“… the war in Ukraine has exposed the lethal danger of falling for green myths … Russian president Vladimir Putin would never have dared invade Ukraine if the green movement hadn’t first made Europe look helpless,” he added.
All Abbott ever does when he enters the realm of serious discussion is highlight the fact that he was grossly unsuitable for the office of Prime Minister of Australia. However, the most pressing matters regarding climate action came out of all this unworldly nonsense.
Billionaire climate activist Mike Cannon-Brookes did us all a favour with this tweet:
A reminder as petrol, gas & coal prices soar due to a horrible war… the price of the sunshine & wind powering 30% of our grid & all our electric vehicles… hasn’t changed.
It’s still a $0 cost input.
Energy independence comes from renewable abundance.
— Mike Cannon-Brookes 👨🏼💻🧢🇦🇺 (@mcannonbrookes) February 25, 2022
Witty but true. On top of that, the US climate envoy and former Presidential candidate John Kerry pointed out the “massive emissions” the war would likely cause and distract countries from achieving the net-zero goal.
Peta Credlin, on the other hand, rather nonsensically reminded us that failing to achieve those targets would be a threat to our very existence:
“As though future generations have a greater right to life than the children of Ukraine,”
The far-right denialists continue to complain about the West’s obsession with emissions reduction, even though we’re not making any progress on that front.
The Government has been reluctant to mention the IPCC report even though climate change is reflected in the floods occurring along the east coast.
And even though both parties were still internally fighting over their party’s 2050 emissions-reduction targets. (2050 for the Coalition and 2030 for Labor) both have yet to indicate how they will urgently do it and, at the same time, cut whatever it is that binds us to fossil fuels.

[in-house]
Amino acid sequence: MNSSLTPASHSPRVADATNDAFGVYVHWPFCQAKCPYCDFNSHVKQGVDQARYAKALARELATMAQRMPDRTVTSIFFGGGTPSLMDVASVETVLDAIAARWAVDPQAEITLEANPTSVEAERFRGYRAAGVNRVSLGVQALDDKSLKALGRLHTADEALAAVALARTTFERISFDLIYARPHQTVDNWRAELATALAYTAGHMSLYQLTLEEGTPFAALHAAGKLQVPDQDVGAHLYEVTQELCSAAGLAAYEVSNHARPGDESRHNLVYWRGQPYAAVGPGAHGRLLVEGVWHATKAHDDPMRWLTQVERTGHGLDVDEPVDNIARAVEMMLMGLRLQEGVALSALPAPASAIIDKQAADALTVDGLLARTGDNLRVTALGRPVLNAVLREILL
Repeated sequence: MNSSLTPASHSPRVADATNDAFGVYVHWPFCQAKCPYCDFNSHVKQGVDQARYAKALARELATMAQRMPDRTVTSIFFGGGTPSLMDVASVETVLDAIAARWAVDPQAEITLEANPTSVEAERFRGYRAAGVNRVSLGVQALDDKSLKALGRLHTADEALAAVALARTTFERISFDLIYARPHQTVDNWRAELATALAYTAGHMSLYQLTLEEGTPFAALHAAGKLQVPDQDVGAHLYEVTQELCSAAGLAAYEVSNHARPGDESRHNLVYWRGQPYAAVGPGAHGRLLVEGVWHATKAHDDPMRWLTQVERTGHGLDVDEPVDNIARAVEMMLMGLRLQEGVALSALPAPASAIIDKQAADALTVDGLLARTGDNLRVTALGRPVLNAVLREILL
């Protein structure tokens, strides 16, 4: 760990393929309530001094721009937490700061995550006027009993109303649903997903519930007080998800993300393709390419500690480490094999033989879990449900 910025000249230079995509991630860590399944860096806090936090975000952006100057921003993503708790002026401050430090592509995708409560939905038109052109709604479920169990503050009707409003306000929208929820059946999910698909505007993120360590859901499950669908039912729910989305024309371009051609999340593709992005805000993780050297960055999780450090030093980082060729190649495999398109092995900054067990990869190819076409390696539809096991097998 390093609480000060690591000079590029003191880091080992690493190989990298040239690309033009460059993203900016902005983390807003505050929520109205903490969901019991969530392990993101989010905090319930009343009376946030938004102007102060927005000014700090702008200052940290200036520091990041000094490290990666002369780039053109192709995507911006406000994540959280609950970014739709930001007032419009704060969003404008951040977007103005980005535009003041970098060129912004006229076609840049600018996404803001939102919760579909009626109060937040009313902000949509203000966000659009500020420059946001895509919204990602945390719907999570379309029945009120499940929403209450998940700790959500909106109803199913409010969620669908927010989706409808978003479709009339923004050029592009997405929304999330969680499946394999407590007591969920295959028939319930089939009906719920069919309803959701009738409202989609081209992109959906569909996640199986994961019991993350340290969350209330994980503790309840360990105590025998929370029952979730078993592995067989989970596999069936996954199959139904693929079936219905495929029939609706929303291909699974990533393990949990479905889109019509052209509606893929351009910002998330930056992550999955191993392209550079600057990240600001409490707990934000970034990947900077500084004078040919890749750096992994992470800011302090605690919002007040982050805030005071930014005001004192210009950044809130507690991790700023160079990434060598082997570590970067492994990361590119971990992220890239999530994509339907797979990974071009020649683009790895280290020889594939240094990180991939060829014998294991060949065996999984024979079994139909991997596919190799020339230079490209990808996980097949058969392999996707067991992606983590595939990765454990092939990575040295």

Vic Labor recently announced a plan for an offshore wind industry, which is a highly commendable project.
The Greens last week also announced a policy to help coal workers transition to clean energy.
However, the reality is that all we’ve got to show for the deal that the Liberals struck with the Nationals to speak the words “net-zero by 2050” is more money for the regions that have nothing to do with climate change.
We may not be part of this shambolic war in Eastern Europe, but it’s evident that we are on several fronts facing matters of the gravest concern. They are matters that involve the lives and livelihoods of working people.
Regrettably, that the climate change deniers used a week when war broke out in Europe to peddle their bullshit is distressing.
The week was also bursting with examples of why we need to do more on climate and not claim that we need to do less.
My previous diary entry: If the rules are rotten and they don’t change them, so too will be the government.
My thought for the day
Perhaps a greater understanding of what I am saying might be obtained by exercising a greater willingness to think more deeply.
Like what we do at The AIMN?
You’ll like it even more knowing that your donation will help us to keep up the good fight.
Chuck in a few bucks and see just how far it goes!